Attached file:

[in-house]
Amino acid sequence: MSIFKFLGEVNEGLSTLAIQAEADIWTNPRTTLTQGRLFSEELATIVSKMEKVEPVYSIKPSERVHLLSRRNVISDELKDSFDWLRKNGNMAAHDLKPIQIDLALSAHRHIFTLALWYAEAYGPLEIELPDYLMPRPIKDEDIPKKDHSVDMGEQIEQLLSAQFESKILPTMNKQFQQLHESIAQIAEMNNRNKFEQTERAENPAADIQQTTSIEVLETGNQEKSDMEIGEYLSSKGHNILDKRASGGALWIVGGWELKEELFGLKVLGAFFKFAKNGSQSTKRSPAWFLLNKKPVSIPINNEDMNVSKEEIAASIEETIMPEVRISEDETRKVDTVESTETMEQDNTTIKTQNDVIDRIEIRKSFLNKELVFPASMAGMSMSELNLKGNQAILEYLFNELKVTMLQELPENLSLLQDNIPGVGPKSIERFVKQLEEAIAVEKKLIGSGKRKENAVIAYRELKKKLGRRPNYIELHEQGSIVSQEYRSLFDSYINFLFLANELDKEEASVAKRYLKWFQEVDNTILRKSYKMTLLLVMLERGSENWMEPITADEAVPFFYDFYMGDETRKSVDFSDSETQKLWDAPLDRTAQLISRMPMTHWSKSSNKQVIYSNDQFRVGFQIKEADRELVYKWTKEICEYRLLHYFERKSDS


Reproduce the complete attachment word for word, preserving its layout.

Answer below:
[in-house]
Amino acid sequence: MSIFKFLGEVNEGLSTLAIQAEADIWTNPRTTLTQGRLFSEELATIVSKMEKVEPVYSIKPSERVHLLSRRNVISDELKDSFDWLRKNGNMAAHDLKPIQIDLALSAHRHIFTLALWYAEAYGPLEIELPDYLMPRPIKDEDIPKKDHSVDMGEQIEQLLSAQFESKILPTMNKQFQQLHESIAQIAEMNNRNKFEQTERAENPAADIQQTTSIEVLETGNQEKSDMEIGEYLSSKGHNILDKRASGGALWIVGGWELKEELFGLKVLGAFFKFAKNGSQSTKRSPAWFLLNKKPVSIPINNEDMNVSKEEIAASIEETIMPEVRISEDETRKVDTVESTETMEQDNTTIKTQNDVIDRIEIRKSFLNKELVFPASMAGMSMSELNLKGNQAILEYLFNELKVTMLQELPENLSLLQDNIPGVGPKSIERFVKQLEEAIAVEKKLIGSGKRKENAVIAYRELKKKLGRRPNYIELHEQGSIVSQEYRSLFDSYINFLFLANELDKEEASVAKRYLKWFQEVDNTILRKSYKMTLLLVMLERGSENWMEPITADEAVPFFYDFYMGDETRKSVDFSDSETQKLWDAPLDRTAQLISRMPMTHWSKSSNKQVIYSNDQFRVGFQIKEADRELVYKWTKEICEYRLLHYFERKSDS